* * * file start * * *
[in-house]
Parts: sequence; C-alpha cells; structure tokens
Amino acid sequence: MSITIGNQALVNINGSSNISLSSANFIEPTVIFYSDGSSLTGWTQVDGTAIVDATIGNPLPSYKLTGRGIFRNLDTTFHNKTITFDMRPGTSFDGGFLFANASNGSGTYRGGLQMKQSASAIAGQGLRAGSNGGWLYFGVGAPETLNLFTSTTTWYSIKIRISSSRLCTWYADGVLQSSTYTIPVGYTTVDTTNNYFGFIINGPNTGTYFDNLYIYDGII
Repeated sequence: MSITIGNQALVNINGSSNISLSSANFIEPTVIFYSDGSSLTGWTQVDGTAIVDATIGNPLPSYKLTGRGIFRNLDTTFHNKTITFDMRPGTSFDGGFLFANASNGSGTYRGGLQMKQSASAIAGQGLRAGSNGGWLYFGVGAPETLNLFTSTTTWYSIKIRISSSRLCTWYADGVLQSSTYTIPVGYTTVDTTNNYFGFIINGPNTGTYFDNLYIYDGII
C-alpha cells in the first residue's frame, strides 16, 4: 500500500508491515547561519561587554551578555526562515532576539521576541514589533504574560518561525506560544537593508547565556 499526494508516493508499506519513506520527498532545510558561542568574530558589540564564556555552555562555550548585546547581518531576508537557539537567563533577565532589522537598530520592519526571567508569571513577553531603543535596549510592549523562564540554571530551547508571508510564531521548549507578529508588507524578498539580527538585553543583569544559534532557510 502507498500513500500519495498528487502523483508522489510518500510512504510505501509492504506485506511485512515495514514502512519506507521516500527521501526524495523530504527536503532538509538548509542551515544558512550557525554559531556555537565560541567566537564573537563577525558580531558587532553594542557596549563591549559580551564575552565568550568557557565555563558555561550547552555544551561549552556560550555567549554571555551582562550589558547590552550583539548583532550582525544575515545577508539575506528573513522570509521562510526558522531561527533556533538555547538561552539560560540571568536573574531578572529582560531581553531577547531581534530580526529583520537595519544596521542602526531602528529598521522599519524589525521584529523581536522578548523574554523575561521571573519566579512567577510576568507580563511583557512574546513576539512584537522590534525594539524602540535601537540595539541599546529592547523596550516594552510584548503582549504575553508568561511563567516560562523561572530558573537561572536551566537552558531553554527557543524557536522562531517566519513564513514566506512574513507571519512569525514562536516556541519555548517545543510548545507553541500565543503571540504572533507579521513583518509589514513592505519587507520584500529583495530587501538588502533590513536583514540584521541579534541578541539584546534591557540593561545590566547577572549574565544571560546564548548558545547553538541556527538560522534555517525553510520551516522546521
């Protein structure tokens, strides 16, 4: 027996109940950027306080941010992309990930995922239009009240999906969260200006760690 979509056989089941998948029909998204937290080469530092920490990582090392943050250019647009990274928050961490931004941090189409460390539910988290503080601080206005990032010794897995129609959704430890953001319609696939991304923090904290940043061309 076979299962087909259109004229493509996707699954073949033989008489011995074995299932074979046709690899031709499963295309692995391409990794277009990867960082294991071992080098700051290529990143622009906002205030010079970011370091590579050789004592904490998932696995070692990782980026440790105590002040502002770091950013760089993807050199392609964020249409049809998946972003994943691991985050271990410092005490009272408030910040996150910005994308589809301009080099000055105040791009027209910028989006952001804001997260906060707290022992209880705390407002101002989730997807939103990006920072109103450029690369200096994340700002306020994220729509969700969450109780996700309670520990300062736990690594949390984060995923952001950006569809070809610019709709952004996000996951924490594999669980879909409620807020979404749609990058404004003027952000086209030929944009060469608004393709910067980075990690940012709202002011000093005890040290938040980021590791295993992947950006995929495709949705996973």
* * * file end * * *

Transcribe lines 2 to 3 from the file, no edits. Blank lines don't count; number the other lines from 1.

Parts: sequence; C-alpha cells; structure tokens
Amino acid sequence: MSITIGNQALVNINGSSNISLSSANFIEPTVIFYSDGSSLTGWTQVDGTAIVDATIGNPLPSYKLTGRGIFRNLDTTFHNKTITFDMRPGTSFDGGFLFANASNGSGTYRGGLQMKQSASAIAGQGLRAGSNGGWLYFGVGAPETLNLFTSTTTWYSIKIRISSSRLCTWYADGVLQSSTYTIPVGYTTVDTTNNYFGFIINGPNTGTYFDNLYIYDGII